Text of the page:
Mid-West Quarterly, The (1913-1918)


Date of this Version



Published in THE MID-WEST QUARTERLY 2:1 (October 1914), pp. 31-47. Published by G.P. Putnam’s Sons & the University of Nebraska.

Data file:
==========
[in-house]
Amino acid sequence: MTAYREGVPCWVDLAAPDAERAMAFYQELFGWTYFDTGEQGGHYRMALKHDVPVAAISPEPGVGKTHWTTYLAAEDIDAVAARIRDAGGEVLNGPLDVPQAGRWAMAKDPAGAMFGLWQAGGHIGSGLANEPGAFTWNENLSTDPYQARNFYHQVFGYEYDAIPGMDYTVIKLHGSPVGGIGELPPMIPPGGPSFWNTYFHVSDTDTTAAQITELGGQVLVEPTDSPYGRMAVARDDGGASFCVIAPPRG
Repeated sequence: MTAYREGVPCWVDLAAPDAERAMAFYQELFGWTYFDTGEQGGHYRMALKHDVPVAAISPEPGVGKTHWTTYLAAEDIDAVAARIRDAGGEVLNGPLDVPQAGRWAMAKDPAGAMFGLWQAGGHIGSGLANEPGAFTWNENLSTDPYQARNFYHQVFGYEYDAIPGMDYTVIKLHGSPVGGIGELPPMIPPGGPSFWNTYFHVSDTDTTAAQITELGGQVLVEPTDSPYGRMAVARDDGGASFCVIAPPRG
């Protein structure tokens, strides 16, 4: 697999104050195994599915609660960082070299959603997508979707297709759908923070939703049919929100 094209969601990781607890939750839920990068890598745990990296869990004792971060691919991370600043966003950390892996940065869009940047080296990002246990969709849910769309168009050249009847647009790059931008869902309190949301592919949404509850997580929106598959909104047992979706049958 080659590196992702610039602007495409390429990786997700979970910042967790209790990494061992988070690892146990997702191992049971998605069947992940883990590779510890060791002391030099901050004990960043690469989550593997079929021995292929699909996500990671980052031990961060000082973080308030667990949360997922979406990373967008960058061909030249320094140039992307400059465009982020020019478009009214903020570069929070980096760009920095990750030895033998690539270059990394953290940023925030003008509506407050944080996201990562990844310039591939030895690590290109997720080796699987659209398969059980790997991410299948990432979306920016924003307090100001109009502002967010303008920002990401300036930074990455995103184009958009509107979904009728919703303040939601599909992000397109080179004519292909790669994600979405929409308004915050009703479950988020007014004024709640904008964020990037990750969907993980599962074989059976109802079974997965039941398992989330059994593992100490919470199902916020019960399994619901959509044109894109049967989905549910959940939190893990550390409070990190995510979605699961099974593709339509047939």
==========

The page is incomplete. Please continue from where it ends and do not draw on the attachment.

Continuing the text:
The framing of theories is an occupation in which men like to indulge. To imagine how things may have come about is probably the nearest approach to a creative act to which we finite beings will ever attain; and the field of astronomy has been an especially tempting one in which to try our creative powers. We like to do things on a large scale; and it is quite as easy to construct, in imagination, a planet or a solar system as something less pretentious. From the first men have been explaining how the cosmos came to be; naturally these imaginings have reflected strongly the philosophy of the times and places and peoples that gave them birth. We have had theories spiritual, theories fanciful, and theories frivolous. Men have told us how the civil engineers on neighbouring planets run their lines and dig their Culebra cuts; and long before this age of engineering they have explained how the starry sky was peopled with divinities and heroes.